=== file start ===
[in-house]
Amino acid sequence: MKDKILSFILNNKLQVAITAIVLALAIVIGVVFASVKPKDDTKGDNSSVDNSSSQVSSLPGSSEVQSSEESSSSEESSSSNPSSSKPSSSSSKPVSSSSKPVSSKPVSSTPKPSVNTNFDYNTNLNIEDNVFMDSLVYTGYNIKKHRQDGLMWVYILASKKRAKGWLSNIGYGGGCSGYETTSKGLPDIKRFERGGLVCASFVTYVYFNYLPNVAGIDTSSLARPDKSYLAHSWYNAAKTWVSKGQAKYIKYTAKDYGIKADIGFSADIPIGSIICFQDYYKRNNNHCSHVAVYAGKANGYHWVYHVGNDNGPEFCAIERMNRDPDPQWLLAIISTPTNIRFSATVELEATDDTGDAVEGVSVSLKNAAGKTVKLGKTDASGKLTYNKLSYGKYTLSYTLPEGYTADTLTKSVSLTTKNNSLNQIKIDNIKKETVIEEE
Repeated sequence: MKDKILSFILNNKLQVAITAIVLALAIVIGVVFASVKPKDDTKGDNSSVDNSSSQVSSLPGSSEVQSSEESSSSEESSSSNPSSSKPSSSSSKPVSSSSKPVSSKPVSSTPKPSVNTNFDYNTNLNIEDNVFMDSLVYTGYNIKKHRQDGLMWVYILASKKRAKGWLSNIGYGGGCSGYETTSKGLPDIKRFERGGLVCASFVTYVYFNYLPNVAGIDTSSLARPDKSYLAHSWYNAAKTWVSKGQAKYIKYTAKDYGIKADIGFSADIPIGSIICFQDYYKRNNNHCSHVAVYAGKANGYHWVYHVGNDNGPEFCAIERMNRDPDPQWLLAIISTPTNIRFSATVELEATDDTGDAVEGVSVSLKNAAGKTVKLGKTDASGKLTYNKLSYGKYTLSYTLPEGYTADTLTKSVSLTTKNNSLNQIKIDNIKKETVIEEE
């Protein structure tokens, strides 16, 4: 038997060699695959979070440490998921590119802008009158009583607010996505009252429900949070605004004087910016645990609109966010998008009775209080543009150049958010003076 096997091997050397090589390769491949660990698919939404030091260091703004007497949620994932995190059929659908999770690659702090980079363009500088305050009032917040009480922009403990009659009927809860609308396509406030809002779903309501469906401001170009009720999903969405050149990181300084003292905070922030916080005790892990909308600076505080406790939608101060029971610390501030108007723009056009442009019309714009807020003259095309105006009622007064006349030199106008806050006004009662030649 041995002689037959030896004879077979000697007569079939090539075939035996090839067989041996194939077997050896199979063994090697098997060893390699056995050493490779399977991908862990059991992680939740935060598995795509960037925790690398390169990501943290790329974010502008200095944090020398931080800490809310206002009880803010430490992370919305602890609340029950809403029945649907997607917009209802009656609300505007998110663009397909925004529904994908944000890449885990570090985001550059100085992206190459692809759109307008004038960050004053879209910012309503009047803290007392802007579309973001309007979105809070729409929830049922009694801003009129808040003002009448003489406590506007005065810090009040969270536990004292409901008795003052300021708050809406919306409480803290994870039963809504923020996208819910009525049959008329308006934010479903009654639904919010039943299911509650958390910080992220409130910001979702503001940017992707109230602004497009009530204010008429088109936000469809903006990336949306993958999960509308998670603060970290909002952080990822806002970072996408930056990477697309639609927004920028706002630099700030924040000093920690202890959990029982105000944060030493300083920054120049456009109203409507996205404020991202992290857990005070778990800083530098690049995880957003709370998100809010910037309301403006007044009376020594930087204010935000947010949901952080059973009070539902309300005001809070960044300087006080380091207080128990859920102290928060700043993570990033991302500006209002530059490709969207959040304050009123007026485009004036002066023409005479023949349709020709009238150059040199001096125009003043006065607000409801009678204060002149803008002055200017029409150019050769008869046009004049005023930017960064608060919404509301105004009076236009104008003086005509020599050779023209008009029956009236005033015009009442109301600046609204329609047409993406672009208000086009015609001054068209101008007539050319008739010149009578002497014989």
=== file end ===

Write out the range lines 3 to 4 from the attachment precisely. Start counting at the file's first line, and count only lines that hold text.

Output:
Repeated sequence: MKDKILSFILNNKLQVAITAIVLALAIVIGVVFASVKPKDDTKGDNSSVDNSSSQVSSLPGSSEVQSSEESSSSEESSSSNPSSSKPSSSSSKPVSSSSKPVSSKPVSSTPKPSVNTNFDYNTNLNIEDNVFMDSLVYTGYNIKKHRQDGLMWVYILASKKRAKGWLSNIGYGGGCSGYETTSKGLPDIKRFERGGLVCASFVTYVYFNYLPNVAGIDTSSLARPDKSYLAHSWYNAAKTWVSKGQAKYIKYTAKDYGIKADIGFSADIPIGSIICFQDYYKRNNNHCSHVAVYAGKANGYHWVYHVGNDNGPEFCAIERMNRDPDPQWLLAIISTPTNIRFSATVELEATDDTGDAVEGVSVSLKNAAGKTVKLGKTDASGKLTYNKLSYGKYTLSYTLPEGYTADTLTKSVSLTTKNNSLNQIKIDNIKKETVIEEE
């Protein structure tokens, strides 16, 4: 038997060699695959979070440490998921590119802008009158009583607010996505009252429900949070605004004087910016645990609109966010998008009775209080543009150049958010003076 096997091997050397090589390769491949660990698919939404030091260091703004007497949620994932995190059929659908999770690659702090980079363009500088305050009032917040009480922009403990009659009927809860609308396509406030809002779903309501469906401001170009009720999903969405050149990181300084003292905070922030916080005790892990909308600076505080406790939608101060029971610390501030108007723009056009442009019309714009807020003259095309105006009622007064006349030199106008806050006004009662030649 041995002689037959030896004879077979000697007569079939090539075939035996090839067989041996194939077997050896199979063994090697098997060893390699056995050493490779399977991908862990059991992680939740935060598995795509960037925790690398390169990501943290790329974010502008200095944090020398931080800490809310206002009880803010430490992370919305602890609340029950809403029945649907997607917009209802009656609300505007998110663009397909925004529904994908944000890449885990570090985001550059100085992206190459692809759109307008004038960050004053879209910012309503009047803290007392802007579309973001309007979105809070729409929830049922009694801003009129808040003002009448003489406590506007005065810090009040969270536990004292409901008795003052300021708050809406919306409480803290994870039963809504923020996208819910009525049959008329308006934010479903009654639904919010039943299911509650958390910080992220409130910001979702503001940017992707109230602004497009009530204010008429088109936000469809903006990336949306993958999960509308998670603060970290909002952080990822806002970072996408930056990477697309639609927004920028706002630099700030924040000093920690202890959990029982105000944060030493300083920054120049456009109203409507996205404020991202992290857990005070778990800083530098690049995880957003709370998100809010910037309301403006007044009376020594930087204010935000947010949901952080059973009070539902309300005001809070960044300087006080380091207080128990859920102290928060700043993570990033991302500006209002530059490709969207959040304050009123007026485009004036002066023409005479023949349709020709009238150059040199001096125009003043006065607000409801009678204060002149803008002055200017029409150019050769008869046009004049005023930017960064608060919404509301105004009076236009104008003086005509020599050779023209008009029956009236005033015009009442109301600046609204329609047409993406672009208000086009015609001054068209101008007539050319008739010149009578002497014989």